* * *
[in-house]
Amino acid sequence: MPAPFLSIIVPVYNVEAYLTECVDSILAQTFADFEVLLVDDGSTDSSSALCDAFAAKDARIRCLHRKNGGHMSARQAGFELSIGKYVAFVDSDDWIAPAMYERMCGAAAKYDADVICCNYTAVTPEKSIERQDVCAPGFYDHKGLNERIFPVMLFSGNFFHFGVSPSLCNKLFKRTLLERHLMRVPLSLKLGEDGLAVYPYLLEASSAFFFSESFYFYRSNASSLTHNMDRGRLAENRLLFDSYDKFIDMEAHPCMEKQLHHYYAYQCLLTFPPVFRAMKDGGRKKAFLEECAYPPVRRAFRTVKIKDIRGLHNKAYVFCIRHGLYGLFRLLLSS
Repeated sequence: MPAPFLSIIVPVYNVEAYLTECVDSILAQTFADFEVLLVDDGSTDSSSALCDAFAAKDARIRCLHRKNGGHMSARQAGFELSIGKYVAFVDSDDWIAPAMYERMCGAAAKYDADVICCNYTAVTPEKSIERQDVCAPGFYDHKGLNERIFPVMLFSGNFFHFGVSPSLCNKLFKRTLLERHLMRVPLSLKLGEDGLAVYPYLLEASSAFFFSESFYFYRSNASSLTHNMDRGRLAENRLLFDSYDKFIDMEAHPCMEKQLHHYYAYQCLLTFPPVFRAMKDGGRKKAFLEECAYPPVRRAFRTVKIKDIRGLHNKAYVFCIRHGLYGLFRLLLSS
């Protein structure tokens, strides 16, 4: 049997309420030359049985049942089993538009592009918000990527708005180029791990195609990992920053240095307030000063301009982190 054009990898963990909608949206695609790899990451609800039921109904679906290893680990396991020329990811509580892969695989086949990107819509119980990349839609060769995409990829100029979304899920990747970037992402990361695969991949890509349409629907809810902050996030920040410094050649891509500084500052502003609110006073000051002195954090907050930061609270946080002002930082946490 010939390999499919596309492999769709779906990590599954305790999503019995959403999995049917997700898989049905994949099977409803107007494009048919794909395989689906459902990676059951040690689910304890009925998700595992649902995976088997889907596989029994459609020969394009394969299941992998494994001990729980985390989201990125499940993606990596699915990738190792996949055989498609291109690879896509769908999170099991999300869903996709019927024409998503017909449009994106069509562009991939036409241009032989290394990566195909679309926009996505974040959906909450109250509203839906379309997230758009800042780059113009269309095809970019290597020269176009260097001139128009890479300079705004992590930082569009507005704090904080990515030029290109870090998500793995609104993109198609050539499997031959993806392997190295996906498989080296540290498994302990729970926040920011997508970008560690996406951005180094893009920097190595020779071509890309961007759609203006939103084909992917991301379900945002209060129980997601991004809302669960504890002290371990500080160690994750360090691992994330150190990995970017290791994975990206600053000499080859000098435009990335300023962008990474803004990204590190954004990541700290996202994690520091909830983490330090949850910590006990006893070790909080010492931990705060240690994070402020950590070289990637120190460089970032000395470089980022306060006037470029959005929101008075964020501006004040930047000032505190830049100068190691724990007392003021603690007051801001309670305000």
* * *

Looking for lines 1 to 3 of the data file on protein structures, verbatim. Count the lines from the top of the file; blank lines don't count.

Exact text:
[in-house]
Amino acid sequence: MPAPFLSIIVPVYNVEAYLTECVDSILAQTFADFEVLLVDDGSTDSSSALCDAFAAKDARIRCLHRKNGGHMSARQAGFELSIGKYVAFVDSDDWIAPAMYERMCGAAAKYDADVICCNYTAVTPEKSIERQDVCAPGFYDHKGLNERIFPVMLFSGNFFHFGVSPSLCNKLFKRTLLERHLMRVPLSLKLGEDGLAVYPYLLEASSAFFFSESFYFYRSNASSLTHNMDRGRLAENRLLFDSYDKFIDMEAHPCMEKQLHHYYAYQCLLTFPPVFRAMKDGGRKKAFLEECAYPPVRRAFRTVKIKDIRGLHNKAYVFCIRHGLYGLFRLLLSS
Repeated sequence: MPAPFLSIIVPVYNVEAYLTECVDSILAQTFADFEVLLVDDGSTDSSSALCDAFAAKDARIRCLHRKNGGHMSARQAGFELSIGKYVAFVDSDDWIAPAMYERMCGAAAKYDADVICCNYTAVTPEKSIERQDVCAPGFYDHKGLNERIFPVMLFSGNFFHFGVSPSLCNKLFKRTLLERHLMRVPLSLKLGEDGLAVYPYLLEASSAFFFSESFYFYRSNASSLTHNMDRGRLAENRLLFDSYDKFIDMEAHPCMEKQLHHYYAYQCLLTFPPVFRAMKDGGRKKAFLEECAYPPVRRAFRTVKIKDIRGLHNKAYVFCIRHGLYGLFRLLLSS